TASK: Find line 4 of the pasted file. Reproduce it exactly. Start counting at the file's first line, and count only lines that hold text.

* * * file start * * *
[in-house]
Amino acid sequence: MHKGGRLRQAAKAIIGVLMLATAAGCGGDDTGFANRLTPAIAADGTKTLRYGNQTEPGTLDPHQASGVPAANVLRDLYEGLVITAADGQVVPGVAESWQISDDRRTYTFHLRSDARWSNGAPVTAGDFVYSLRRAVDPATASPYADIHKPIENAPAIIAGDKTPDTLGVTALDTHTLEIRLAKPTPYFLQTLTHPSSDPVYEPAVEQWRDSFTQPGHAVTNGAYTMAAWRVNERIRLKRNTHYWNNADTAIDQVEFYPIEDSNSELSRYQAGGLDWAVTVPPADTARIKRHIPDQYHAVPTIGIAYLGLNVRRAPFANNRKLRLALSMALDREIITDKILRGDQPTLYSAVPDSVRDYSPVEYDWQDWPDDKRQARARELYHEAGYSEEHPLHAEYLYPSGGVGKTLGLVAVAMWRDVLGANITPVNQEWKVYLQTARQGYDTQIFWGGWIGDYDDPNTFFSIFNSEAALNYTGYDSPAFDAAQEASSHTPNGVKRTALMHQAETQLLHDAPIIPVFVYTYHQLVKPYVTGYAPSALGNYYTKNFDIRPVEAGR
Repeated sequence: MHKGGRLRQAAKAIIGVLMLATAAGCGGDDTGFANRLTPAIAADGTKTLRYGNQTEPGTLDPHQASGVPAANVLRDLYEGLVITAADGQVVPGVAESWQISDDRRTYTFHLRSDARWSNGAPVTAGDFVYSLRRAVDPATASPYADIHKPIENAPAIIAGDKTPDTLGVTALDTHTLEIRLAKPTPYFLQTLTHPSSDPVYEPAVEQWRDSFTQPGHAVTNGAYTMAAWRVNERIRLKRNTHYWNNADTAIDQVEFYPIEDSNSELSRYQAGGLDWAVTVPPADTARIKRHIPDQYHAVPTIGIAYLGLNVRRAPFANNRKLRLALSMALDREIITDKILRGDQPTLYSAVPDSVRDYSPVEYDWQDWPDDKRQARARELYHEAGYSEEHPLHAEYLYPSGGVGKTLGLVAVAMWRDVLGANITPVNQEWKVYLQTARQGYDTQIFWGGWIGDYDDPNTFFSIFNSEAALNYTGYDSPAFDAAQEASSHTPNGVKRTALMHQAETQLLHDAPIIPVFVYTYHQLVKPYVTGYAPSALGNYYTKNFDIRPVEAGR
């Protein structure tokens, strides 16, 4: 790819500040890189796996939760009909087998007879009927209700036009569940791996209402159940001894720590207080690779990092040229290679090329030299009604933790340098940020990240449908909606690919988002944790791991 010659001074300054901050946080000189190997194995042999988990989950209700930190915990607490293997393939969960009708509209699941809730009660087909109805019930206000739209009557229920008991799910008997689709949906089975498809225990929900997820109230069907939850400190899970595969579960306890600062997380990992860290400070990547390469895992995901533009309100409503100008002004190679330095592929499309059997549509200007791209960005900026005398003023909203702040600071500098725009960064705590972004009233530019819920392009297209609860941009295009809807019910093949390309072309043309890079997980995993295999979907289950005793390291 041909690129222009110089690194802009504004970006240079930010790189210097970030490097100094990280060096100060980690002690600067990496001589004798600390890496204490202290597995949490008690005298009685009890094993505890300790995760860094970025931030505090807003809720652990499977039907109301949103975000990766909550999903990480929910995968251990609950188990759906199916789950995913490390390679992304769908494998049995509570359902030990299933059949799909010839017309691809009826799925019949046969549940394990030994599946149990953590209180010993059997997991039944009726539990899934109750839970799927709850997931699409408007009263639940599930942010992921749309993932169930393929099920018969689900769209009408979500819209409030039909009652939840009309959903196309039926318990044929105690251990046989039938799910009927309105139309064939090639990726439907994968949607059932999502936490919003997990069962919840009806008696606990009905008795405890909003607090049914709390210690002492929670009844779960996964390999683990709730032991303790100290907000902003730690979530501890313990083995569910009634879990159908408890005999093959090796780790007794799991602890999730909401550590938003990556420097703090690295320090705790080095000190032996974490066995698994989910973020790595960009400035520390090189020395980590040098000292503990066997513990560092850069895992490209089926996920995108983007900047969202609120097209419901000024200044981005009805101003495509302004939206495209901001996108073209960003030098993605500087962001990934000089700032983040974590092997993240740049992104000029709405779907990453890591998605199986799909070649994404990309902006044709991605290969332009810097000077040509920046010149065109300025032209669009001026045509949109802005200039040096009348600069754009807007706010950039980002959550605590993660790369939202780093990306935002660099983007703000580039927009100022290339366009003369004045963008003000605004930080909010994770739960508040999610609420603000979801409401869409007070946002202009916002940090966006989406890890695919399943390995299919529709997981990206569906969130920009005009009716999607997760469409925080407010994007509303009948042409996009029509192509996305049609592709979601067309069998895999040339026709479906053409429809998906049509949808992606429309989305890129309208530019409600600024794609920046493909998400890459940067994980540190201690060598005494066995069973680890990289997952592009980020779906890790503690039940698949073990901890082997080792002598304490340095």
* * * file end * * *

């Protein structure tokens, strides 16, 4: 790819500040890189796996939760009909087998007879009927209700036009569940791996209402159940001894720590207080690779990092040229290679090329030299009604933790340098940020990240449908909606690919988002944790791991 010659001074300054901050946080000189190997194995042999988990989950209700930190915990607490293997393939969960009708509209699941809730009660087909109805019930206000739209009557229920008991799910008997689709949906089975498809225990929900997820109230069907939850400190899970595969579960306890600062997380990992860290400070990547390469895992995901533009309100409503100008002004190679330095592929499309059997549509200007791209960005900026005398003023909203702040600071500098725009960064705590972004009233530019819920392009297209609860941009295009809807019910093949390309072309043309890079997980995993295999979907289950005793390291 041909690129222009110089690194802009504004970006240079930010790189210097970030490097100094990280060096100060980690002690600067990496001589004798600390890496204490202290597995949490008690005298009685009890094993505890300790995760860094970025931030505090807003809720652990499977039907109301949103975000990766909550999903990480929910995968251990609950188990759906199916789950995913490390390679992304769908494998049995509570359902030990299933059949799909010839017309691809009826799925019949046969549940394990030994599946149990953590209180010993059997997991039944009726539990899934109750839970799927709850997931699409408007009263639940599930942010992921749309993932169930393929099920018969689900769209009408979500819209409030039909009652939840009309959903196309039926318990044929105690251990046989039938799910009927309105139309064939090639990726439907994968949607059932999502936490919003997990069962919840009806008696606990009905008795405890909003607090049914709390210690002492929670009844779960996964390999683990709730032991303790100290907000902003730690979530501890313990083995569910009634879990159908408890005999093959090796780790007794799991602890999730909401550590938003990556420097703090690295320090705790080095000190032996974490066995698994989910973020790595960009400035520390090189020395980590040098000292503990066997513990560092850069895992490209089926996920995108983007900047969202609120097209419901000024200044981005009805101003495509302004939206495209901001996108073209960003030098993605500087962001990934000089700032983040974590092997993240740049992104000029709405779907990453890591998605199986799909070649994404990309902006044709991605290969332009810097000077040509920046010149065109300025032209669009001026045509949109802005200039040096009348600069754009807007706010950039980002959550605590993660790369939202780093990306935002660099983007703000580039927009100022290339366009003369004045963008003000605004930080909010994770739960508040999610609420603000979801409401869409007070946002202009916002940090966006989406890890695919399943390995299919529709997981990206569906969130920009005009009716999607997760469409925080407010994007509303009948042409996009029509192509996305049609592709979601067309069998895999040339026709479906053409429809998906049509949808992606429309989305890129309208530019409600600024794609920046493909998400890459940067994980540190201690060598005494066995069973680890990289997952592009980020779906890790503690039940698949073990901890082997080792002598304490340095």